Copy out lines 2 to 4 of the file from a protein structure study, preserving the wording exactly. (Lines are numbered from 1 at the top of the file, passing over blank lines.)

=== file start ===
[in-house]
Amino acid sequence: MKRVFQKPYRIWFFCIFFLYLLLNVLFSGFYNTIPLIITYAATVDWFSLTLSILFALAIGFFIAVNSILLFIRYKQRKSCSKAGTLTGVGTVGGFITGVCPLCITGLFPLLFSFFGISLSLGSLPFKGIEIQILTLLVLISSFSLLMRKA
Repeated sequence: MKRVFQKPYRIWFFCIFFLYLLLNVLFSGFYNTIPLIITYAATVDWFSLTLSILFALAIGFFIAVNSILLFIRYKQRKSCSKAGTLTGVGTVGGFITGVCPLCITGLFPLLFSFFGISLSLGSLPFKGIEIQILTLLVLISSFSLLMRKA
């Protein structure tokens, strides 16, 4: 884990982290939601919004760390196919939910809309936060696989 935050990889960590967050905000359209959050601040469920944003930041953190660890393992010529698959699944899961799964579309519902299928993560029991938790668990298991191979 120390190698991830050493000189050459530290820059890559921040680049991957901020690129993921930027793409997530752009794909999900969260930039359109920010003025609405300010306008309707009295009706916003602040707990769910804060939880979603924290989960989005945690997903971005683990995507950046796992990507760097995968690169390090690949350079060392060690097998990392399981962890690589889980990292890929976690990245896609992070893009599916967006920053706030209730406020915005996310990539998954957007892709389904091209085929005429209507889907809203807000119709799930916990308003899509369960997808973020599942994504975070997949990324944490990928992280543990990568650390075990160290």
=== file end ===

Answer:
Amino acid sequence: MKRVFQKPYRIWFFCIFFLYLLLNVLFSGFYNTIPLIITYAATVDWFSLTLSILFALAIGFFIAVNSILLFIRYKQRKSCSKAGTLTGVGTVGGFITGVCPLCITGLFPLLFSFFGISLSLGSLPFKGIEIQILTLLVLISSFSLLMRKA
Repeated sequence: MKRVFQKPYRIWFFCIFFLYLLLNVLFSGFYNTIPLIITYAATVDWFSLTLSILFALAIGFFIAVNSILLFIRYKQRKSCSKAGTLTGVGTVGGFITGVCPLCITGLFPLLFSFFGISLSLGSLPFKGIEIQILTLLVLISSFSLLMRKA
């Protein structure tokens, strides 16, 4: 884990982290939601919004760390196919939910809309936060696989 935050990889960590967050905000359209959050601040469920944003930041953190660890393992010529698959699944899961799964579309519902299928993560029991938790668990298991191979 120390190698991830050493000189050459530290820059890559921040680049991957901020690129993921930027793409997530752009794909999900969260930039359109920010003025609405300010306008309707009295009706916003602040707990769910804060939880979603924290989960989005945690997903971005683990995507950046796992990507760097995968690169390090690949350079060392060690097998990392399981962890690589889980990292890929976690990245896609992070893009599916967006920053706030209730406020915005996310990539998954957007892709389904091209085929005429209507889907809203807000119709799930916990308003899509369960997808973020599942994504975070997949990324944490990928992280543990990568650390075990160290």